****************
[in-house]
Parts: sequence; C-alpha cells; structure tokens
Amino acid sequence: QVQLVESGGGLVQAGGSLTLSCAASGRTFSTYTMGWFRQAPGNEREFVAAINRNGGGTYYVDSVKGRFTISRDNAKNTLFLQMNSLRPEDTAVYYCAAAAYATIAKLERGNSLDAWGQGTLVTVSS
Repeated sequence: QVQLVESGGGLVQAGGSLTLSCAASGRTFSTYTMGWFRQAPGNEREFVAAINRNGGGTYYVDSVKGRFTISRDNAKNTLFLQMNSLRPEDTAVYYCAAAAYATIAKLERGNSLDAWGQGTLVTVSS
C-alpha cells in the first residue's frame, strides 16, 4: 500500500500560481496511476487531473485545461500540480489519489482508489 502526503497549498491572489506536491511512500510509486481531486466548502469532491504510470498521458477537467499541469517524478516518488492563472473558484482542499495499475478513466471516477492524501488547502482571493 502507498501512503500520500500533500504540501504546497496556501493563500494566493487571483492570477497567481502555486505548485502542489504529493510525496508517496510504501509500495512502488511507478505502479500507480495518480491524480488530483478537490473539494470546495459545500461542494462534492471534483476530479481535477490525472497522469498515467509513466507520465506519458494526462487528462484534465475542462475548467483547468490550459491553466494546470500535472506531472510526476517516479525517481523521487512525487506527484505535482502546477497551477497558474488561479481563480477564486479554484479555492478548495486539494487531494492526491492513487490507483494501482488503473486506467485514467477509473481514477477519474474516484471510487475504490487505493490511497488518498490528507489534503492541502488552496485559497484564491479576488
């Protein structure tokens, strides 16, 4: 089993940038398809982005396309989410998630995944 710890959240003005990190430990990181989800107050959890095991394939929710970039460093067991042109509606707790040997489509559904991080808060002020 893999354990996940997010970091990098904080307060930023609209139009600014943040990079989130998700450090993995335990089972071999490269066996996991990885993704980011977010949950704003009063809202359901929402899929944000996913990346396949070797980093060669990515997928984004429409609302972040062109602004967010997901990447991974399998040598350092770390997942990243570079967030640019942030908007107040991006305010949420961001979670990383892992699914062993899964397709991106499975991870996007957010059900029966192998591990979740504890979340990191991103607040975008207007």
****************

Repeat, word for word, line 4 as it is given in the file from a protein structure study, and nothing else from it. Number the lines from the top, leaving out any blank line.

Repeated sequence: QVQLVESGGGLVQAGGSLTLSCAASGRTFSTYTMGWFRQAPGNEREFVAAINRNGGGTYYVDSVKGRFTISRDNAKNTLFLQMNSLRPEDTAVYYCAAAAYATIAKLERGNSLDAWGQGTLVTVSS